Is the U.S. Overestimating How Much Shale Gas It Can Get?
U.S. government estimates of the amount of natural gas that can be extracted by fracking may be far too optimistic, according to a new study by the University of Texas (UT) at Austin.
In 2013, the U.S. Energy Information Administration (EIA) issued a report saying that, according to its analysis, shale wells, which require fracking to release their gas, would be productive at current levels for “over 30 years” — at least until 2040.
But researchers from UT’s Department of Petroleum and Geosystems Engineering say shale gas production may peak 20 years earlier, followed by a rapid decline in output. Their findings were reported in a feature story published Dec. 3 in the scientific journal Nature.
The problem, according to the UT researchers, goes far beyond merely running out of natural gas. The researchers warn that the U.S. and many other countries, relying on a long-term availability of inexpensive gas, are investing billions of dollars in vehicles, factories, and power plants that depend on gas.
Major proponents of fracking are President Barack Obama and British Prime Minister David Cameron. Obama has boasted that “our 100-year supply of natural gas is a big factor in drawing jobs back to our shores.” And Cameron has dismissed fracking opponents as “irrational.”
But if the UT scientists are right and gas production begins to fall off around 2020, all those billions of dollars put into gas-based vehicles and infrastructure will have been wasted.
The researchers conducted their own analyses of natural gas production at the four leading U.S. shale gas formations: the Barnett in Texas; the Fayetteville in Arkansas, the Haynesville in Louisiana, Arkansas, and Texas; and the Marcellus in and around the Appalachian Basin. These four formations provide two-thirds of U.S. gas production.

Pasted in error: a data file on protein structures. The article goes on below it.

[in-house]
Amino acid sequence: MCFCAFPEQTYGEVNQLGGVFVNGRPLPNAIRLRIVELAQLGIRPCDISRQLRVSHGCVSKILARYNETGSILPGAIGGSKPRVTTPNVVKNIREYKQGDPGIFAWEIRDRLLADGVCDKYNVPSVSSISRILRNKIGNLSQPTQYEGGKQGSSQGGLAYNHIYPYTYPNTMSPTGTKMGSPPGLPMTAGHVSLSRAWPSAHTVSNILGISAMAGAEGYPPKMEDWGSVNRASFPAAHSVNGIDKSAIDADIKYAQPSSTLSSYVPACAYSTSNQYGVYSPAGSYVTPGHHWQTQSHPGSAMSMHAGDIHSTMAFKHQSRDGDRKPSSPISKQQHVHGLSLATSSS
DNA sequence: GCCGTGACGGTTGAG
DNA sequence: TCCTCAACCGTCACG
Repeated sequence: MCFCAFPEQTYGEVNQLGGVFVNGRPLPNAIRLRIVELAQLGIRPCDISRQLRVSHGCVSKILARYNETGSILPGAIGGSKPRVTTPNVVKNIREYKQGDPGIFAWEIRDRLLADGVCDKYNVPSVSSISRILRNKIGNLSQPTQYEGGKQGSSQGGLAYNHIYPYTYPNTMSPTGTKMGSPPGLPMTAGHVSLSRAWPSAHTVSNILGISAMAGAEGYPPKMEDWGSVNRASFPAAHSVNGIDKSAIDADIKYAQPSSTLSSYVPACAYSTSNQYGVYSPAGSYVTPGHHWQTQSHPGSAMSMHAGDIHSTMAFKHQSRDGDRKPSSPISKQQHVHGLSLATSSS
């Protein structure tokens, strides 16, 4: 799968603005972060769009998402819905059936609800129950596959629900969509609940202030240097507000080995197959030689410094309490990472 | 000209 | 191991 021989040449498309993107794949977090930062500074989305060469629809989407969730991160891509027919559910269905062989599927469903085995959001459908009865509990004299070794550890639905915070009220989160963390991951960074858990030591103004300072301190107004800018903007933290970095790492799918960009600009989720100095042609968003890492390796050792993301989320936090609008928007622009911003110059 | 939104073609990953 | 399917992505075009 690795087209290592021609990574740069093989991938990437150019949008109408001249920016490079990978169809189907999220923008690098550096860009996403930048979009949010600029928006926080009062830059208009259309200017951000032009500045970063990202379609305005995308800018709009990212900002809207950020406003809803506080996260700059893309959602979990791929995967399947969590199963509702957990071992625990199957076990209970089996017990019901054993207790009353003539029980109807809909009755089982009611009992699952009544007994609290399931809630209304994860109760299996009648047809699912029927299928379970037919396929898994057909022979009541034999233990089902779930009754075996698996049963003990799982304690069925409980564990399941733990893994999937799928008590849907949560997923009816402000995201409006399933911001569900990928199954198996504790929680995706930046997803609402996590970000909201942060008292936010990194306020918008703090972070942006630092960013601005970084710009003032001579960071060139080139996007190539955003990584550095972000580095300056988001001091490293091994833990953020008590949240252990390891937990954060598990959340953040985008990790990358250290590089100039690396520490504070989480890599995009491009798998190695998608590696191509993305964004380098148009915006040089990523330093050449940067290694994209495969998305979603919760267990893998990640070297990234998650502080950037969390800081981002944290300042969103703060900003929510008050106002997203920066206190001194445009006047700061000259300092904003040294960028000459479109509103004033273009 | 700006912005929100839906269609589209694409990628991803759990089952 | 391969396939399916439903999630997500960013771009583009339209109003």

The UT team then extrapolated future output based on the formations’ geology and the expected market forces, including pricing. Their conclusion: Not only will gas production peak in 2020, output will be cut in half by 2030.
How did the EIA and the UT team reach such different conclusions? The Texas researchers said they simply studied the shale formations in greater detail.
“Resolution matters because each play [group of energy fields] has sweet spots that yield a lot of gas, and large areas where wells are less productive,” Mason Inman writes in Nature. “Companies try to target the sweet spots first, so wells drilled in the future may be less productive than current ones.
“The EIA’s model so far has assumed that future wells will be at least as productive as past wells in the same county,” Inman continues. “But this approach, [UT petroleum engineer Ted] Patzek argues, ‘leads to results that are way too optimistic.’”
Originally written for OilPrice.com, a website that focuses on news and analysis on the topics of alternative energy, geopolitics, and oil and gas. OilPrice.com is written for an educated audience that includes investors, fund managers, resource bankers, traders, and energy market professionals around the world.